Before testing the functional activity of dTACE, we confirmed endogenous TACE activity in HEK293 cells using criteria described previously (13). Furthermore, because recent reports implicate ADAM 10 as a TNF convertase (15, 16), we analyzed the HEK293 cells for ADAM 10 expression by RT-PCR. HEK293 cells express ADAM 10 at levels comparable with that expressed in human peripheral blood monocytes (data not shown). Therefore, HEK293 cells express at least two convertases reported to be capable of cleaving proTNF.

Given this information, we used the HEK293 background to test the effect of dTACE expression on proTNF processing. Recombinant proTNF was transfected into HEK293 cells with or without dTACE cDNA. TNF secretion into the culture supernatant was quantified after an accumulation period of 24 h. HEK293 cells, on average, produced 18.5 ng/ml (range 11.5–25 ng/ml/4 × 106 cells) of soluble TNF when transfected with 1 μg of proTNF cDNA (Fig. 1). This level of TNF secretion was reduced by 84% in cells overexpressing the mutant dTACE, which was comparable with that obtained with hydroxamic acid-based metalloprotease inhibitor treatment. Addition of PMA, which increased the soluble TNF released from TNF transfected cells by 128%, did not overcome the inhibitory effects of dTACE on the metalloprotease-mediated cleavage of proTNF (data not shown). The inhibition of proTNF secretion occurred in a dTACE dose-dependent manner, because decreasing the amount of dTACE cDNA from 9 μg to 0.5 μg reduced the inhibitory effect from 90% to 30%, respectively (Fig. 2). We confirmed the expression of dTACE and proTNF in each of the transfection experiments by monitoring the cell surface levels of each protein by immunofluorescence labeling (Fig. 3).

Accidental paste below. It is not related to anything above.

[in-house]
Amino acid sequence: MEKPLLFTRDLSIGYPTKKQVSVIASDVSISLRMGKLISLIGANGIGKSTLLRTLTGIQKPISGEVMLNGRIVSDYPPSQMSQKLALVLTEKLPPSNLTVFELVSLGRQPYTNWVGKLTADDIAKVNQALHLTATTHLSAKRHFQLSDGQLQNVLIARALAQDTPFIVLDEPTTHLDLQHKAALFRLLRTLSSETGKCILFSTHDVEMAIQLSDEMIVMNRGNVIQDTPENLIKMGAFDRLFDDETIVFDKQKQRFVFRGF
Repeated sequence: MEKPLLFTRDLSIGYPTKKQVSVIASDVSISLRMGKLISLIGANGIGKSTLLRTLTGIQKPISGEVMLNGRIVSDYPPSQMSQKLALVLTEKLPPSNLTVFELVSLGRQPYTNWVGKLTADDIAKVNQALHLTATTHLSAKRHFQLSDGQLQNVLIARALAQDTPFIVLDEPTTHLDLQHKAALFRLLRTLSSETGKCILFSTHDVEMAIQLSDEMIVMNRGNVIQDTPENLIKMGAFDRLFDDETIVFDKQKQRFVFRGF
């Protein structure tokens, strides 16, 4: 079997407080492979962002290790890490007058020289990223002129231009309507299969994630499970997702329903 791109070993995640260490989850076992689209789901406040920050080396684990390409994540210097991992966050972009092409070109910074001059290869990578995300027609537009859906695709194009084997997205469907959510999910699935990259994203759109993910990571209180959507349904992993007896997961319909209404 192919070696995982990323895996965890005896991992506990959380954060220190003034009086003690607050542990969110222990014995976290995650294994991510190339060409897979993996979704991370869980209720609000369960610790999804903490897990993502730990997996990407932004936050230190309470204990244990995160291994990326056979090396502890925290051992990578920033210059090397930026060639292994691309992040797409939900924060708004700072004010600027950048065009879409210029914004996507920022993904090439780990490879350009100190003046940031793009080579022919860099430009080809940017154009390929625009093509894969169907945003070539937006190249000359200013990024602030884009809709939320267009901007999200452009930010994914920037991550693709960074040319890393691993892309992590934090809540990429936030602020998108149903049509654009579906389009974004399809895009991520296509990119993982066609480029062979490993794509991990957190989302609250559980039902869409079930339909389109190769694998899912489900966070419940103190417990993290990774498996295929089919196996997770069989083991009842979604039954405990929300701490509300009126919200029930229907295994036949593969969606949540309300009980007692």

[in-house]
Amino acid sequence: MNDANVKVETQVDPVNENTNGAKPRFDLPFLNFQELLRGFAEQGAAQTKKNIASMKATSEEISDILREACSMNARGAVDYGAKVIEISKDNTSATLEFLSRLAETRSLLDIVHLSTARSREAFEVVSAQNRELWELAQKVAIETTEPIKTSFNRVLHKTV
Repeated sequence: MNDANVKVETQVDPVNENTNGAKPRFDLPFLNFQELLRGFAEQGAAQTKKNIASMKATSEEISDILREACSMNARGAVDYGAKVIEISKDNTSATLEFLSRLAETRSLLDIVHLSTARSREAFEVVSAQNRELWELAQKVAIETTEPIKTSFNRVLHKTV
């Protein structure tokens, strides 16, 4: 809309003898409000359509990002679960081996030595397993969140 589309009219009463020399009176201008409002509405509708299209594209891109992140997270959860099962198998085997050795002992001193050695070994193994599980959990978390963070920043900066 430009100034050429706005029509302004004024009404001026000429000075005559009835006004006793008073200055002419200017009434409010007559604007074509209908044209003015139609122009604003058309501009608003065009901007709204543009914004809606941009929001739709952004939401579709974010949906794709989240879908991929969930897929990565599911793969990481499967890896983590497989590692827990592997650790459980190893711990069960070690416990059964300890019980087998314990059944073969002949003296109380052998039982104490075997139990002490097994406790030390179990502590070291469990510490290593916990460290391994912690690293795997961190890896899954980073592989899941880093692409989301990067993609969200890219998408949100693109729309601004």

FIGURE 1.

Effect of dTACE on TNF secretion. HEK293 cells were transfected with proTNF cDNA in combination with either pcDNA3.1 (proTNF alone) or dTACE cDNA (proTNF + dTACE). ProTNF + HA represents HEK293 cells transfected with proTNF (plus carrier) and treated with a broad-based hydroxamic acid for 24 h before supernatant harvest. Data are a compilation of nine separate experiments.

FIGURE 1.

Effect of dTACE on TNF secretion. HEK293 cells were transfected with proTNF cDNA in combination with either pcDNA3.1 (proTNF alone) or dTACE cDNA (proTNF + dTACE). ProTNF + HA represents HEK293 cells transfected with proTNF (plus carrier) and treated with a broad-based hydroxamic acid for 24 h before supernatant harvest. Data are a compilation of nine separate experiments.

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FIGURE 2.

Dose-dependent inhibition of TNF secretion by dTACE. The percentage of inhibition of TNF-α production from HEK293 cells transfected with proTNF (1 μg) and increasing amounts of dTACE cDNA (0, 0.5, 1, 2, 4, 5, and 9 μg) is shown.